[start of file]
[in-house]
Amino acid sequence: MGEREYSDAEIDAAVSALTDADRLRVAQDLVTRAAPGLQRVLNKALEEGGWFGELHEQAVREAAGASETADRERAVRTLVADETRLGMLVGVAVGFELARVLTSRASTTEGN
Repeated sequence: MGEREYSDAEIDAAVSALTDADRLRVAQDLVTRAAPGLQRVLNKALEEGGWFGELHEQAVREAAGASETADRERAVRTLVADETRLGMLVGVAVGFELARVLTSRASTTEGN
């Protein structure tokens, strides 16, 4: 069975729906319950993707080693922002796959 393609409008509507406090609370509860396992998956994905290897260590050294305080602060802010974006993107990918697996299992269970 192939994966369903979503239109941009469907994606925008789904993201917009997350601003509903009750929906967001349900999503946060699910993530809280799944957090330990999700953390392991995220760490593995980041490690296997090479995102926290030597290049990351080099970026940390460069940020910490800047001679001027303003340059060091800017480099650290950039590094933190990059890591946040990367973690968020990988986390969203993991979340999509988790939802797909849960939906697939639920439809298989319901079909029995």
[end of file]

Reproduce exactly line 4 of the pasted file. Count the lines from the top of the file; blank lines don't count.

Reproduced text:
């Protein structure tokens, strides 16, 4: 069975729906319950993707080693922002796959 393609409008509507406090609370509860396992998956994905290897260590050294305080602060802010974006993107990918697996299992269970 192939994966369903979503239109941009469907994606925008789904993201917009997350601003509903009750929906967001349900999503946060699910993530809280799944957090330990999700953390392991995220760490593995980041490690296997090479995102926290030597290049990351080099970026940390460069940020910490800047001679001027303003340059060091800017480099650290950039590094933190990059890591946040990367973690968020990988986390969203993991979340999509988790939802797909849960939906697939639920439809298989319901079909029995």